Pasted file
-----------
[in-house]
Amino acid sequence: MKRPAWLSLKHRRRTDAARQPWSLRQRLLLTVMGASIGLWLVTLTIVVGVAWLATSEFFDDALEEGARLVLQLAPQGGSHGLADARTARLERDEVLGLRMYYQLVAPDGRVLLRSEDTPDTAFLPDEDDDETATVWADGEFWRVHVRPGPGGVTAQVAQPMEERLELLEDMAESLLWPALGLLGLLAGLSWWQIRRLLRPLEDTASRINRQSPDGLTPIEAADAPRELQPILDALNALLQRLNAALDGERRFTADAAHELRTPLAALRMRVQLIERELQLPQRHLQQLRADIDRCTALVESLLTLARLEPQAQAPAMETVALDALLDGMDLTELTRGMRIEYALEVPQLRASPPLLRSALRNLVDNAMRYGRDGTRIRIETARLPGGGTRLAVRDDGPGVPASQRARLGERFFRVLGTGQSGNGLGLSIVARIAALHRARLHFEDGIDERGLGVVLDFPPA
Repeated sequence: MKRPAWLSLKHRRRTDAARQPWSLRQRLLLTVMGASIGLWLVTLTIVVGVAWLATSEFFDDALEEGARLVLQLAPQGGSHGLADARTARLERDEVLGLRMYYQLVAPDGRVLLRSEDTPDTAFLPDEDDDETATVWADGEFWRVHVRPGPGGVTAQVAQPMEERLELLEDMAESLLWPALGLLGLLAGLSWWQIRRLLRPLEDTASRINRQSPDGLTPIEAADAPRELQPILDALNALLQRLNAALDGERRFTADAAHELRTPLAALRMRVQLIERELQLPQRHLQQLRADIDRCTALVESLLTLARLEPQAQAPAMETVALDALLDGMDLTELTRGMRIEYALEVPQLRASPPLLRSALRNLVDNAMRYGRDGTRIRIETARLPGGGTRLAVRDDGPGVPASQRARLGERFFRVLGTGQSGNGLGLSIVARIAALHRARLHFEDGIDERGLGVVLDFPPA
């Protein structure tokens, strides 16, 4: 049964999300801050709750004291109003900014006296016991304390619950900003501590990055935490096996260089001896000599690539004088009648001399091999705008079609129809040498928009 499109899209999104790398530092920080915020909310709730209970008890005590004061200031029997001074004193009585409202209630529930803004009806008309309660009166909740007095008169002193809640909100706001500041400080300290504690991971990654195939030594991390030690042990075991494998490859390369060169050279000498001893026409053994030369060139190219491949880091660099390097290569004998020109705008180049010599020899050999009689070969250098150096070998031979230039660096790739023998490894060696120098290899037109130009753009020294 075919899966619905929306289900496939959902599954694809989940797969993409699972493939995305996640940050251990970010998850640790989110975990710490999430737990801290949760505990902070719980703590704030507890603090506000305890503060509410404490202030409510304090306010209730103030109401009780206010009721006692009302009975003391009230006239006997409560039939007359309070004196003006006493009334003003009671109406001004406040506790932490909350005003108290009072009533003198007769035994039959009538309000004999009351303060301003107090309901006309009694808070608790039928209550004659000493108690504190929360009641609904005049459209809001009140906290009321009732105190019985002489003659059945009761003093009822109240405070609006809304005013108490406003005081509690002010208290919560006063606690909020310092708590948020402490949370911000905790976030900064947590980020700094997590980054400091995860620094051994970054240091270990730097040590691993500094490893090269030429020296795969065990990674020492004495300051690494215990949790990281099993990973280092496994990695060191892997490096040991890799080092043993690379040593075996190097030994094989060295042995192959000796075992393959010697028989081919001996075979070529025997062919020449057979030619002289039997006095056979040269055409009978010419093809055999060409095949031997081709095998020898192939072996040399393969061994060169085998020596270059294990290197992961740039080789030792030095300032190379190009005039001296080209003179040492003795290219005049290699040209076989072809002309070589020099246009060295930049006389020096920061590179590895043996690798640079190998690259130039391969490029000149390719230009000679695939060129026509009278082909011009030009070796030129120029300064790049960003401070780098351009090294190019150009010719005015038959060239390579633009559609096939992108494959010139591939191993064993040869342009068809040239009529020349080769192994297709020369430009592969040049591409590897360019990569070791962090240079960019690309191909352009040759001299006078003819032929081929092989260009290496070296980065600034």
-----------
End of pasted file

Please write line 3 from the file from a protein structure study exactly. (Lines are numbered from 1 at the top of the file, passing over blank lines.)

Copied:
Repeated sequence: MKRPAWLSLKHRRRTDAARQPWSLRQRLLLTVMGASIGLWLVTLTIVVGVAWLATSEFFDDALEEGARLVLQLAPQGGSHGLADARTARLERDEVLGLRMYYQLVAPDGRVLLRSEDTPDTAFLPDEDDDETATVWADGEFWRVHVRPGPGGVTAQVAQPMEERLELLEDMAESLLWPALGLLGLLAGLSWWQIRRLLRPLEDTASRINRQSPDGLTPIEAADAPRELQPILDALNALLQRLNAALDGERRFTADAAHELRTPLAALRMRVQLIERELQLPQRHLQQLRADIDRCTALVESLLTLARLEPQAQAPAMETVALDALLDGMDLTELTRGMRIEYALEVPQLRASPPLLRSALRNLVDNAMRYGRDGTRIRIETARLPGGGTRLAVRDDGPGVPASQRARLGERFFRVLGTGQSGNGLGLSIVARIAALHRARLHFEDGIDERGLGVVLDFPPA